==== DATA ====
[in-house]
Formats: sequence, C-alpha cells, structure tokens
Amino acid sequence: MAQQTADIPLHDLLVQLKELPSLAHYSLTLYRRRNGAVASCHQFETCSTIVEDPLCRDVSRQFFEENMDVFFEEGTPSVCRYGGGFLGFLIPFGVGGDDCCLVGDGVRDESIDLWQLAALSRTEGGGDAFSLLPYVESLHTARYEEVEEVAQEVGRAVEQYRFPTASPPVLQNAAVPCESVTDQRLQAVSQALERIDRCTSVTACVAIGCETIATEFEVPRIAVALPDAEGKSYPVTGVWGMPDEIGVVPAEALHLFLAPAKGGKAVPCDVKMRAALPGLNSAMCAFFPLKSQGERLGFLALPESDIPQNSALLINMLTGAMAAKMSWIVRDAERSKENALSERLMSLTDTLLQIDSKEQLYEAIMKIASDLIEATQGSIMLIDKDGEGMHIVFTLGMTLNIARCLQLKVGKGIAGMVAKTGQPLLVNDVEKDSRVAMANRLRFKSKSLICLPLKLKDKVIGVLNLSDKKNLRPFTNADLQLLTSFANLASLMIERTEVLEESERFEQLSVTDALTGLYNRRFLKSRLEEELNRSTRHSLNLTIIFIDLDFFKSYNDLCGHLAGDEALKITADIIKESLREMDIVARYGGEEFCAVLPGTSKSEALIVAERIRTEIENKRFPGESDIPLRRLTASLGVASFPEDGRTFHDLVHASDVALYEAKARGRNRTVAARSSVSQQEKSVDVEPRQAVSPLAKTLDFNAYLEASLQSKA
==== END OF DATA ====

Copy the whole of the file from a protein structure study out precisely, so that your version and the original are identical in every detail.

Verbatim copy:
[in-house]
Formats: sequence, C-alpha cells, structure tokens
Amino acid sequence: MAQQTADIPLHDLLVQLKELPSLAHYSLTLYRRRNGAVASCHQFETCSTIVEDPLCRDVSRQFFEENMDVFFEEGTPSVCRYGGGFLGFLIPFGVGGDDCCLVGDGVRDESIDLWQLAALSRTEGGGDAFSLLPYVESLHTARYEEVEEVAQEVGRAVEQYRFPTASPPVLQNAAVPCESVTDQRLQAVSQALERIDRCTSVTACVAIGCETIATEFEVPRIAVALPDAEGKSYPVTGVWGMPDEIGVVPAEALHLFLAPAKGGKAVPCDVKMRAALPGLNSAMCAFFPLKSQGERLGFLALPESDIPQNSALLINMLTGAMAAKMSWIVRDAERSKENALSERLMSLTDTLLQIDSKEQLYEAIMKIASDLIEATQGSIMLIDKDGEGMHIVFTLGMTLNIARCLQLKVGKGIAGMVAKTGQPLLVNDVEKDSRVAMANRLRFKSKSLICLPLKLKDKVIGVLNLSDKKNLRPFTNADLQLLTSFANLASLMIERTEVLEESERFEQLSVTDALTGLYNRRFLKSRLEEELNRSTRHSLNLTIIFIDLDFFKSYNDLCGHLAGDEALKITADIIKESLREMDIVARYGGEEFCAVLPGTSKSEALIVAERIRTEIENKRFPGESDIPLRRLTASLGVASFPEDGRTFHDLVHASDVALYEAKARGRNRTVAARSSVSQQEKSVDVEPRQAVSPLAKTLDFNAYLEASLQSKA